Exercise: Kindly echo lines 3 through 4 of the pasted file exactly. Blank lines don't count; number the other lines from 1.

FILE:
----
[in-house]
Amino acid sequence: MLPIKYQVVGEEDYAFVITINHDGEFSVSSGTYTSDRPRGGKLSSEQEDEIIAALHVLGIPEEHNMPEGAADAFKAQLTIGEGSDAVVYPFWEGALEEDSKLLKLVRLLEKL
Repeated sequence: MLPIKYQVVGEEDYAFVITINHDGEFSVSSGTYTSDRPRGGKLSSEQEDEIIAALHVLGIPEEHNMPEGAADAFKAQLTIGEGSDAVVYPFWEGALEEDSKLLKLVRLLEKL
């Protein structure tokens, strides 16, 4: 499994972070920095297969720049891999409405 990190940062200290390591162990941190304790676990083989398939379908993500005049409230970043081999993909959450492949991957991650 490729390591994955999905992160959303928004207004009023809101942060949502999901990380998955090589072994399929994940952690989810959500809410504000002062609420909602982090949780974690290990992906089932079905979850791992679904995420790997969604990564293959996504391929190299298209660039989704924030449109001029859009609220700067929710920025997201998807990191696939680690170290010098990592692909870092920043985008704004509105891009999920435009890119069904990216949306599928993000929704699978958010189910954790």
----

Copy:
Repeated sequence: MLPIKYQVVGEEDYAFVITINHDGEFSVSSGTYTSDRPRGGKLSSEQEDEIIAALHVLGIPEEHNMPEGAADAFKAQLTIGEGSDAVVYPFWEGALEEDSKLLKLVRLLEKL
């Protein structure tokens, strides 16, 4: 499994972070920095297969720049891999409405 990190940062200290390591162990941190304790676990083989398939379908993500005049409230970043081999993909959450492949991957991650 490729390591994955999905992160959303928004207004009023809101942060949502999901990380998955090589072994399929994940952690989810959500809410504000002062609420909602982090949780974690290990992906089932079905979850791992679904995420790997969604990564293959996504391929190299298209660039989704924030449109001029859009609220700067929710920025997201998807990191696939680690170290010098990592692909870092920043985008704004509105891009999920435009890119069904990216949306599928993000929704699978958010189910954790």